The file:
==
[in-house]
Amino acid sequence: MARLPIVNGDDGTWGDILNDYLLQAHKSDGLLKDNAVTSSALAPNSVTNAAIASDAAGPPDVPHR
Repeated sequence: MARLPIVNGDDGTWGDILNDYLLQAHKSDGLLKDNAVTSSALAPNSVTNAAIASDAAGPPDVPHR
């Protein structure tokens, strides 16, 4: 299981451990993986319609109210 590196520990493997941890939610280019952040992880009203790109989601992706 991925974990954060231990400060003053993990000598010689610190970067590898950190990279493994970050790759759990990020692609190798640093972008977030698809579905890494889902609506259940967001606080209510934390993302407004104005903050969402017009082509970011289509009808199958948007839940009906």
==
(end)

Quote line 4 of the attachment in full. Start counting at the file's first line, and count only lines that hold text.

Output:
């Protein structure tokens, strides 16, 4: 299981451990993986319609109210 590196520990493997941890939610280019952040992880009203790109989601992706 991925974990954060231990400060003053993990000598010689610190970067590898950190990279493994970050790759759990990020692609190798640093972008977030698809579905890494889902609506259940967001606080209510934390993302407004104005903050969402017009082509970011289509009808199958948007839940009906």